A Word from the Editor
The bulletin begins its fourth year with reviews of recent and new works that are not yet available in the United States. Two of the films are still making the rounds of festivals and we hope that popular demand will hasten their distribution. Don Reid returns with a review of Tous au Larzac (winner of best documentary at the 2012 Césars) a “fiction du réel,” to quote its director Christian Rouaud, and thus within this bulletin’s mandate. Comparing Rouaud’s reconstruction of militant peasants of the 1970s to Claude Berri’s perennial favorites, Jean de Florette and Manon des sources (1986), Reid shows how these works display two sympathetic but contrary views of peasants. We encounter the peasantry of nostalgic imagination and also real peasants determined to defend their economic viability.
The second as-yet-to-be-widely released film is the two-part French miniseries Toussaint Louverture (2012). A subtitled version exists and has been shown on TV5 Monde USA as well as at various festivals, so more’s the shame. I found it quite engaging and Jimmy Jean-Louis, who plays Louverture, riveting. Alyssa Sepinwall does not disagree but she regrets that a serious attempt to depict the Haitian Revolution has proved so inaccurate, especially regarding the brutality of slave life. 12 Years a Slave (2013) is indeed the greater film in that regard (as she suggests), but it too argues that no matter how kind or violent the owner, it is the lack of freedom that matters.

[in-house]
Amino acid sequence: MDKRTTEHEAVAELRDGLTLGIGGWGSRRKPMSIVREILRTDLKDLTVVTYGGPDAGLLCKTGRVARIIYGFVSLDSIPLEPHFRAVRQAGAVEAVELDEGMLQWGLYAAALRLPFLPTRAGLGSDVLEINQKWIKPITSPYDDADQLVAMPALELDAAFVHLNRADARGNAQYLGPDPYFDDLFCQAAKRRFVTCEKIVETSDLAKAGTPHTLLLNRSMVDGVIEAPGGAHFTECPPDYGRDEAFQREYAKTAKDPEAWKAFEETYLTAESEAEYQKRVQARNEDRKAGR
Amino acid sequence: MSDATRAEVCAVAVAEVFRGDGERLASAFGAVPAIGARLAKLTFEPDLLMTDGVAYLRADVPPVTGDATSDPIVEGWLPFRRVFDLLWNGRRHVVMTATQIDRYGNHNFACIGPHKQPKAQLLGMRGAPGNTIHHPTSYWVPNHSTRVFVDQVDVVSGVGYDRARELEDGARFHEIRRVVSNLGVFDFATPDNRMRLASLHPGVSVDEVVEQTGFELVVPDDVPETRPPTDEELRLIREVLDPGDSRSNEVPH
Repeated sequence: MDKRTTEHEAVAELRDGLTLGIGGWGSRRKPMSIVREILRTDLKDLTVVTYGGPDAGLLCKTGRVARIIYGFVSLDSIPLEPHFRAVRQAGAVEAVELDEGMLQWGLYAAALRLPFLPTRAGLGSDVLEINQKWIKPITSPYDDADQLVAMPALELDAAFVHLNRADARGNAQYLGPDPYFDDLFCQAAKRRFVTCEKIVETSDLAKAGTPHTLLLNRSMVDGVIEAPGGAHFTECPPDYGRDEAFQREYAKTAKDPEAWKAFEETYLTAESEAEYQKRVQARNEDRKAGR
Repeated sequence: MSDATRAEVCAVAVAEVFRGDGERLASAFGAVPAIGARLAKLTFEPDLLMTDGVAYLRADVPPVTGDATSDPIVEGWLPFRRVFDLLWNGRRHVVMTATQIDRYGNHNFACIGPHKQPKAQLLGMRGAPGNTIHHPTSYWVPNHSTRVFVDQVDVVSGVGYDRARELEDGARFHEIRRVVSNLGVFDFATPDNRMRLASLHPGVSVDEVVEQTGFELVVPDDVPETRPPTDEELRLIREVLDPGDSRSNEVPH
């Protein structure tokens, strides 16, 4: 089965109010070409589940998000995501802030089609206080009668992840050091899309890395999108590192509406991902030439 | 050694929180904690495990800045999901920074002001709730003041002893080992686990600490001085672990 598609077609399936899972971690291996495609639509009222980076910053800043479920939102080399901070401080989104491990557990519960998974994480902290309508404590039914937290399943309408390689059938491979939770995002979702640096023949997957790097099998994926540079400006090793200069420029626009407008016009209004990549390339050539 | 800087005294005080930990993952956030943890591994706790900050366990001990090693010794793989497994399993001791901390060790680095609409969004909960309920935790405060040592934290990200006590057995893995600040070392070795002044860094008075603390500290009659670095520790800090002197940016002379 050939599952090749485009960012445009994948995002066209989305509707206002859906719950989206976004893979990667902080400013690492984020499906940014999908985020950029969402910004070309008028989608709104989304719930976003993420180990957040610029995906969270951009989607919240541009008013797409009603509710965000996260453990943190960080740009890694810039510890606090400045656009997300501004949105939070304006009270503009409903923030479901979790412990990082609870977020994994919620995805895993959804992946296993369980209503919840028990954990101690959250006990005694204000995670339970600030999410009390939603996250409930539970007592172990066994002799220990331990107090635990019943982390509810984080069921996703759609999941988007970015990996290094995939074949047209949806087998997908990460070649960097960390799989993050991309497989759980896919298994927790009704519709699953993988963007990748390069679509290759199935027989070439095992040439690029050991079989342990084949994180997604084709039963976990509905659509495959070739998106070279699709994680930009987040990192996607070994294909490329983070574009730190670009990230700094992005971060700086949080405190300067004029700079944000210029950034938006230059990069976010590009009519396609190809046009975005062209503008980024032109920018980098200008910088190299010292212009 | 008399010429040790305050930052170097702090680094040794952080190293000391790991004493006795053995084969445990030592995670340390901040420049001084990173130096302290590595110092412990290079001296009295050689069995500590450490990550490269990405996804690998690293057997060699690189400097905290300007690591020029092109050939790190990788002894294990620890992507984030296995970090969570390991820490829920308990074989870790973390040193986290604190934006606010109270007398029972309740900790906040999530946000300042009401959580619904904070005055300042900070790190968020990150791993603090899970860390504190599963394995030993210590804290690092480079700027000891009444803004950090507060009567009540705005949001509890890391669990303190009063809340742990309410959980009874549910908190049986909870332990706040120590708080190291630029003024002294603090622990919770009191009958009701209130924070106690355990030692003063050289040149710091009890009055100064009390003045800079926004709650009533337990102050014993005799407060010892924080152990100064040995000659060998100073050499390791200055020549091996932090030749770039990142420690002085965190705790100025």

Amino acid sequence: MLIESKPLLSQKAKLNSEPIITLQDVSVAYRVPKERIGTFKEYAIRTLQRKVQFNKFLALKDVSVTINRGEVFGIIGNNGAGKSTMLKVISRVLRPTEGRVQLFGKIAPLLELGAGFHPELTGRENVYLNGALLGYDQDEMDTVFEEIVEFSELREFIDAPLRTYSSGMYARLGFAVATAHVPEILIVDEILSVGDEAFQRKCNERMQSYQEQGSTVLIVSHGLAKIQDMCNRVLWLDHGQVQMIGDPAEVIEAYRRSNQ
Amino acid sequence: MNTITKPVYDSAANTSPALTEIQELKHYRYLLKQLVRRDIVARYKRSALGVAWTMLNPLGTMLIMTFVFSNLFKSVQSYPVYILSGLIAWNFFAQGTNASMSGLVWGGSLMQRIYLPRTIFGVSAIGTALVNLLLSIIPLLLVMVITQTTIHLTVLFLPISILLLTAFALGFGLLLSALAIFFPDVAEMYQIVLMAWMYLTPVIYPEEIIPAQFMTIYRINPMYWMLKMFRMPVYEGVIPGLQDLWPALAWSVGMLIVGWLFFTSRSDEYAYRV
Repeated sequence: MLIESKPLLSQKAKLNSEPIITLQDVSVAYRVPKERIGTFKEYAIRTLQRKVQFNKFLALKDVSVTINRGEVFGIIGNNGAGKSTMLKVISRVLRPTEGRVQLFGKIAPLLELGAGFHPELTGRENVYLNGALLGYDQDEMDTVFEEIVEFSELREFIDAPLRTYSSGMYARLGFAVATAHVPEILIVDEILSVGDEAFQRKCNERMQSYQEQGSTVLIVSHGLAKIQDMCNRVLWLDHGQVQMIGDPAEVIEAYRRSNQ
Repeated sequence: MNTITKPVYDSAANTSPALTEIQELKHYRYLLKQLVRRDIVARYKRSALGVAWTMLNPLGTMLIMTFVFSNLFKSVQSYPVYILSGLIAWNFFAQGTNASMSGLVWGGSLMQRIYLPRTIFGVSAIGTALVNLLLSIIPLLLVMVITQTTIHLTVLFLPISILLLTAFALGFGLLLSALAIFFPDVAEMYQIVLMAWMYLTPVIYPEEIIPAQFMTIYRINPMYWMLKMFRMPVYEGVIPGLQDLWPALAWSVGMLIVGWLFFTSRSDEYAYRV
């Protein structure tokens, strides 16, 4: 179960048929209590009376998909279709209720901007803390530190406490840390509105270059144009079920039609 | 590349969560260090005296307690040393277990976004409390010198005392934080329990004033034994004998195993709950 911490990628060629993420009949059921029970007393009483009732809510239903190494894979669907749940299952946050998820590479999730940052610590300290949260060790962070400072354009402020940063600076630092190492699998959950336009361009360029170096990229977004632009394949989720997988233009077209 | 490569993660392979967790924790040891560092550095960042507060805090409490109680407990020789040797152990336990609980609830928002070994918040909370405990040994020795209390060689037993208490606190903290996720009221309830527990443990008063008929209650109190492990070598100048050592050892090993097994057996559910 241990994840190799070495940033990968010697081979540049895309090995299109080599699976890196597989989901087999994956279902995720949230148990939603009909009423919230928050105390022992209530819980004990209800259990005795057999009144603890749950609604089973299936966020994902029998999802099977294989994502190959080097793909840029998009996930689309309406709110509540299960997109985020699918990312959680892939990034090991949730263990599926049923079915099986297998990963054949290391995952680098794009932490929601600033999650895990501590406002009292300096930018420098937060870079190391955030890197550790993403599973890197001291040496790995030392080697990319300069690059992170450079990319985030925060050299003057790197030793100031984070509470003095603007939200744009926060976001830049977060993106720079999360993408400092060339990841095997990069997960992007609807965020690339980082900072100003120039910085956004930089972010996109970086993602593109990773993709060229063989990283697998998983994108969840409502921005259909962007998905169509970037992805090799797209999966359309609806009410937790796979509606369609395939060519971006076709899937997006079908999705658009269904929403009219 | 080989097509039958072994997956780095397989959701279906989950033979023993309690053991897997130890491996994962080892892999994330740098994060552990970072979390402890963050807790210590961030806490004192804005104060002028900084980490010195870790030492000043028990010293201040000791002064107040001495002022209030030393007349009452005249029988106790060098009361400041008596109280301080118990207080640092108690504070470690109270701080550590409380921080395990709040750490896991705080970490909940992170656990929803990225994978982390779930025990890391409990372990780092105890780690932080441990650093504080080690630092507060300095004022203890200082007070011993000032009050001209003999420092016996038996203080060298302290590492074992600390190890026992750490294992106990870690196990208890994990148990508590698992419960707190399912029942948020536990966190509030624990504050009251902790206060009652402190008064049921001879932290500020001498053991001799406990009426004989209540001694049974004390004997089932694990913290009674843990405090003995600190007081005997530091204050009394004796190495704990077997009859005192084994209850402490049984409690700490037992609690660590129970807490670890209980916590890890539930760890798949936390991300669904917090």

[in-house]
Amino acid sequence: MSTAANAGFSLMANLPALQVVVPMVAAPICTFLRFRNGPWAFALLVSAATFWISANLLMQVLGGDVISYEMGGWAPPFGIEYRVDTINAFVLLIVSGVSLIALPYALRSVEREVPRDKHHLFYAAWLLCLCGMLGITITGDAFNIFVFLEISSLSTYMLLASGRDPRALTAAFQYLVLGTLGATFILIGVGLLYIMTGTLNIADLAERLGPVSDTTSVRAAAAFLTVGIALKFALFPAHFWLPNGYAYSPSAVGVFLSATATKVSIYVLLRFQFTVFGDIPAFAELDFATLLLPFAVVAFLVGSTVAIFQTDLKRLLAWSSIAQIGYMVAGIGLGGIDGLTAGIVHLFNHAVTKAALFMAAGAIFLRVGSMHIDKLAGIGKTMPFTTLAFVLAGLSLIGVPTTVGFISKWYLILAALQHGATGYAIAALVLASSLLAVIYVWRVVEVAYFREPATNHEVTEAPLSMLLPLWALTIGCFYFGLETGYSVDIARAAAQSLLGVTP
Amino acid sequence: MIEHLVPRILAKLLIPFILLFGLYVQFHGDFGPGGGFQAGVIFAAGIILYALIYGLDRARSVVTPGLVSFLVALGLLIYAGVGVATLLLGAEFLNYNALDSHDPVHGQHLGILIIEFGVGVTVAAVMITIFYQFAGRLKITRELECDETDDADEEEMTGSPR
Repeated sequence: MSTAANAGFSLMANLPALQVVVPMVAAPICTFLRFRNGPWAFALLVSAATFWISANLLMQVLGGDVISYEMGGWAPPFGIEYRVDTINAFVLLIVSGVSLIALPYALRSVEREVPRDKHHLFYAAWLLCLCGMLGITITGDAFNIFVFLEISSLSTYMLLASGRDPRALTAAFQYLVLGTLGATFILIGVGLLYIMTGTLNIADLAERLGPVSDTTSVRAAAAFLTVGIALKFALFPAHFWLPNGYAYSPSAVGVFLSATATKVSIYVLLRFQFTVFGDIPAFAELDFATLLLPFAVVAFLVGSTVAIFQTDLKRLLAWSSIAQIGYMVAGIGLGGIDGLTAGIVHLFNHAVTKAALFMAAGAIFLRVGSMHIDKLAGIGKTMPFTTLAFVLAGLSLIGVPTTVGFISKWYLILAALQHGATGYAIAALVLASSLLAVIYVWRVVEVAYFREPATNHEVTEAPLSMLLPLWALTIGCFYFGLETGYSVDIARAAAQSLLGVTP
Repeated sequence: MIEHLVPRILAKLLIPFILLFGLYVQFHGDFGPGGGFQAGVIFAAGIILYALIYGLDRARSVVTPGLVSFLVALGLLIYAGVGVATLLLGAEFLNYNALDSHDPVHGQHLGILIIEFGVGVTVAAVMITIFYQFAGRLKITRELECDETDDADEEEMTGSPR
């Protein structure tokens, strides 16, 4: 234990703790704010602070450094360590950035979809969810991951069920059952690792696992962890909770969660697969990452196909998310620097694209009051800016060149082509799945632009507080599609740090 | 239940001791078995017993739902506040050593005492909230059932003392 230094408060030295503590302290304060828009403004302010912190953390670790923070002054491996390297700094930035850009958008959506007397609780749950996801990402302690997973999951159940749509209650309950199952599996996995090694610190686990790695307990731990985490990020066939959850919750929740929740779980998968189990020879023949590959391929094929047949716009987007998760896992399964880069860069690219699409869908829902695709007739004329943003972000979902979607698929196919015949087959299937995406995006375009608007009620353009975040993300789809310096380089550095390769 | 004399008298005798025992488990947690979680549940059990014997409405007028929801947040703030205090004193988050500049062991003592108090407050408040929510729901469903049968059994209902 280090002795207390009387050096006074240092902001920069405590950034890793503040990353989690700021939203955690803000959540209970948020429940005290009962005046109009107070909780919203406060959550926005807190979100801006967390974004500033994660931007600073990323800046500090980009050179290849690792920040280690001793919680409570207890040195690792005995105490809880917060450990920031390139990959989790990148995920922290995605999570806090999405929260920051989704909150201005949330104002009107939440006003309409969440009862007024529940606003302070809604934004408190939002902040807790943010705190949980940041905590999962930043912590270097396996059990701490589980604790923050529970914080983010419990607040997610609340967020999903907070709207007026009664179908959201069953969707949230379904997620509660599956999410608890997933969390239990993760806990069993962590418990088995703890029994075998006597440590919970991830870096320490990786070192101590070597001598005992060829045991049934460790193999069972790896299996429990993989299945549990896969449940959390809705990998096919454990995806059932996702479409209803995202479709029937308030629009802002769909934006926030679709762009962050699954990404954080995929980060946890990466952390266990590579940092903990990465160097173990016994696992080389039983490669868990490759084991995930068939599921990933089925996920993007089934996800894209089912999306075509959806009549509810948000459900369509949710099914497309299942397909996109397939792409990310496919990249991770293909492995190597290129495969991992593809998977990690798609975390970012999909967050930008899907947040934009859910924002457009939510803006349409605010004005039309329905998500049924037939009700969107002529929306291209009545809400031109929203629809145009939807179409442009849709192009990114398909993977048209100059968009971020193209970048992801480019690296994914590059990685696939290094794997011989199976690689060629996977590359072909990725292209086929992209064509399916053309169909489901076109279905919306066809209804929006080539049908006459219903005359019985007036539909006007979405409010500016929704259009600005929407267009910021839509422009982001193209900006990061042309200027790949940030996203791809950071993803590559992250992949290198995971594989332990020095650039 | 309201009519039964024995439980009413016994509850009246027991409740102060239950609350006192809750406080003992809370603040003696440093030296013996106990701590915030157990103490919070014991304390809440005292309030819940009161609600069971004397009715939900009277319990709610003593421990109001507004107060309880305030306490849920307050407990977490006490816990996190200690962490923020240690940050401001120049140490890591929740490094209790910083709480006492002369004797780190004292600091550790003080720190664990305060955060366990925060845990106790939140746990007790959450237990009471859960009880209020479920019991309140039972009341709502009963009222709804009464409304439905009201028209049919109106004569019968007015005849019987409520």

In the Buzz feature, Charles Esdaile reviews Arturo Pérez-Reverte’s last novel to be translated into English, The Siege, a mystery set in Cádiz in the midst of the Napoleonic Wars. Released in the UK in late August 2013, the book was slated to come out in January 2014 in the United States but has now vanished from pre-orders. Still, I like to pay attention to best-selling authors when they tackle French history, and Charles Esdaile offers great insights into the myth of the siege in Spain and the way Pérez-Reverte reinforces this vision at the cost of historical accuracy.
University at Buffalo, SUNY